While some of the imports featured a commentary track from Craven, Shout! Factory has recorded a brand new commentary track with the director for this release (moderated by Sean Clark of Horrorhound Magazine). I have not heard the import commentary track, but this more recent track finds Craven fondly remembering his first studio film (realizing the advantages of shooting on sets instead of practical locations and learning how to choreograph and shoot a fight scene with professional stunt performers in contrast to the staging of similar scenes in his previous films). He has some amusing anecdotes about Stone working with the film’s insects and reveals that Jensen disappeared from acting after this film because of a serious illness (although she has reportedly recovered since then and devotes her time to charity). He laments that Jeff East didn’t have a bigger career and conjectures that it was because of the 1980s era’s preference for bad boys. On rewriting the screenplay, he admits to fixing structural problems and also reveals that even his original cut of the film had a final chill before the producers insisted on tacking on a final shock (the original “it’s not over yet” ending also flies in the face of the film’s logic, yet it feels like it would have better suited film than what we get in the final cut). Clark prompts Craven to connect the film to his running theme of the darker side of the American family, and Craven frames it in the context of his Baptist upbringing (he says he learned a lot about repression) and his idea that horror within families – particularly from elders who do not have your best interests in mind – provides for more powerful situations than among a group of friends. Since Craven was a teacher and other actors and crew have referenced his professorial/intellectual character, one wishes that he had been a bit more prepared to answer the thematic questions; however, he does say that he had not thought about the film in a long time and even he had difficulty getting ahold of a copy of it in order to prepare in advance for the track.
In “Say Your Prayers” (14:13), actor Michael Berryman focuses on the film with only scant mention of THE HILLS HAVE EYES. He says he knows he was cast for his looks, but felt he had more to work with character-wise in DEADLY BLESSING since his character was the only one who knew what was really going on. He also discusses the shoot (the owners of the farm insisted that the set dressers remove everything they added to the property for fear of their property values going up), and also alludes to some friction between the trio of lead actresses. On the other hand, in “Secrets Revealed” (13:05), actress Susan Buckner says that she got on well with her co-stars and that she liked her role because she seemed to be the smart one (although she does point out her character’s poor decisions during the climax). She also points out a covered body double insert. Like Berryman, Buckner says that Stone radiated star quality from the moment she met her. “Rise of the Incubus” (6:40) is a brief, not-particularly-revealing interview with creature designer John Naulin who was working at Halloween mask-makers Don Post Studio at the time. Naulin was brought in to work on the creature effects for the reshot ending and briefly describes working with Craven on the final design. He also claims to have directed the mask-making scenes in HALLOWEEN III (the factory interiors were shot at Don Post Studio) since the filmmakers knew nothing about the process. Although some stills appear during the segment, they offer no clearer view of the incubus than the feature (Naulin would go onto provide effects for RE-ANIMATOR, FROM BEYOND, MANIAC COP as well as some smaller eighties horror films like THE OUTING).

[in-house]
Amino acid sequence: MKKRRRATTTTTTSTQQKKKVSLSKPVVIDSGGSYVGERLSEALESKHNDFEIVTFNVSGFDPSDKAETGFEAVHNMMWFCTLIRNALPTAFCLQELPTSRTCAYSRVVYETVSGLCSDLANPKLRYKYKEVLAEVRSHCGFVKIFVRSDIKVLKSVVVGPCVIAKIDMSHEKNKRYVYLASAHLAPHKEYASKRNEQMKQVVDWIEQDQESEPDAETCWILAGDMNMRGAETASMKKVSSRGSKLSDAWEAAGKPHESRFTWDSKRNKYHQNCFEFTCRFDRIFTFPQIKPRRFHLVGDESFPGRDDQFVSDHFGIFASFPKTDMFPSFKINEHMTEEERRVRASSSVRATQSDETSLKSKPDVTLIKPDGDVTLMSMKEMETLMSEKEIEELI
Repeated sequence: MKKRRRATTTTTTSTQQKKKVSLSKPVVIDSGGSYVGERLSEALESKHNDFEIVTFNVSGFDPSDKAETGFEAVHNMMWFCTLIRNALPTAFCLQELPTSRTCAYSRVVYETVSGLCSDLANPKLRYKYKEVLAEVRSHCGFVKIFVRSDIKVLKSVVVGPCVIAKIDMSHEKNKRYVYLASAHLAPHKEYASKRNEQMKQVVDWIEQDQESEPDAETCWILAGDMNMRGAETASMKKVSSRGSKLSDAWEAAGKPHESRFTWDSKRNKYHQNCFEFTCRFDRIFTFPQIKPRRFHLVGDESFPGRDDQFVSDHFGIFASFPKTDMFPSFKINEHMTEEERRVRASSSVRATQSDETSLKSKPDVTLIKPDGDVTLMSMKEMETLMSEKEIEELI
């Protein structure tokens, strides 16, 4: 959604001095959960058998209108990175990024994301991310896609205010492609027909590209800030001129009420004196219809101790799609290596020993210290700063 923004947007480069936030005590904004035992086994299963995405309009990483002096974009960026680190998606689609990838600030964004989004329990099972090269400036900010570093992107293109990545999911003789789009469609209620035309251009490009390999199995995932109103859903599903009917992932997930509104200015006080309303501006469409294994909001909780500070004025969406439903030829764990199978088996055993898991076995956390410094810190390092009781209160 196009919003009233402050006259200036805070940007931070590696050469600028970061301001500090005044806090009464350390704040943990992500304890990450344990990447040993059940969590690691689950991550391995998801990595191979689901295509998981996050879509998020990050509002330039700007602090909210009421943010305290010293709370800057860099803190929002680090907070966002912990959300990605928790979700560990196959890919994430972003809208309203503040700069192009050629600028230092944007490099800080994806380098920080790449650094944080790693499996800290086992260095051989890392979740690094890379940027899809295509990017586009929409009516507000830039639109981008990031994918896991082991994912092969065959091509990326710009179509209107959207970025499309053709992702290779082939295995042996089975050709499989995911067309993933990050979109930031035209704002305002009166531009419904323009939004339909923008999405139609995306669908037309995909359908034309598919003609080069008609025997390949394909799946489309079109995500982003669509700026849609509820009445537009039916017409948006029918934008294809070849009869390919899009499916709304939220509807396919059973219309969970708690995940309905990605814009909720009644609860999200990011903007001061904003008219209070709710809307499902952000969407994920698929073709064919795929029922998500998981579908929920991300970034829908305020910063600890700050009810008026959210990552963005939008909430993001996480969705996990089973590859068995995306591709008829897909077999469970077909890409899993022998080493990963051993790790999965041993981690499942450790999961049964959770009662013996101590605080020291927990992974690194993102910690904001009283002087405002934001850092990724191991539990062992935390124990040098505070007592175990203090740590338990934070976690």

In “So It Was Written” (20:33), writers Matthew Barr and Glenn Benest discuss the origins of the project. Barr had made some films as a child before pursuing a film degree at UCLA, where he roomed with Benest who was in the playwriting program. Barr had seen a National Geographic story on the Amish and the two spent the next four years working on the script before it went into production. Co-writer Glenn Benest was working in development at Inter Planetary (who co-produced the film with Polygram Pictures) when Craven was being considered for some of their projects, specifically A STRANGER IN OUR HOUSE, adapted by Benest from the Lois Duncan young adult novel “Summer of Fear” (which was also its European theatrical title, and the title on a poster outside the movie theater where John runs into Vicky in town). As associate producers, Barr and Benest reveal that they had absolutely nothing to do; however, they did experience the thrill of being on-set to see their film produced. Benest recalls tough Borgnine returning to work after a head injury on the set, and Stone – discovered by Polygram’s Guber and Peters in a small role in Woody Allen’s STARDUST MEMORIES – angrily demanding that Craven give her some direction. While Craven cops to fixing structural problems in the rewrite, Benest and Barr credit him with the addition of the effective scares. Besides the cool original theatrical trailer (2:31), the disc also includes three TV spots (1:32), and five somewhat repetitive radio spots (2:35). A stills gallery closes out the package. The Blu-ray comes in a slipcover with newly commissioned artwork with okay renderings of Borgnine, Stone, and Jensen, but rather unflattering ones of Buckner and Berryman (who looks more like the unmasked “Punisher” of the Italian gothic horror film THE VIRGIN OF NUREMBERG). (Eric Cotenas)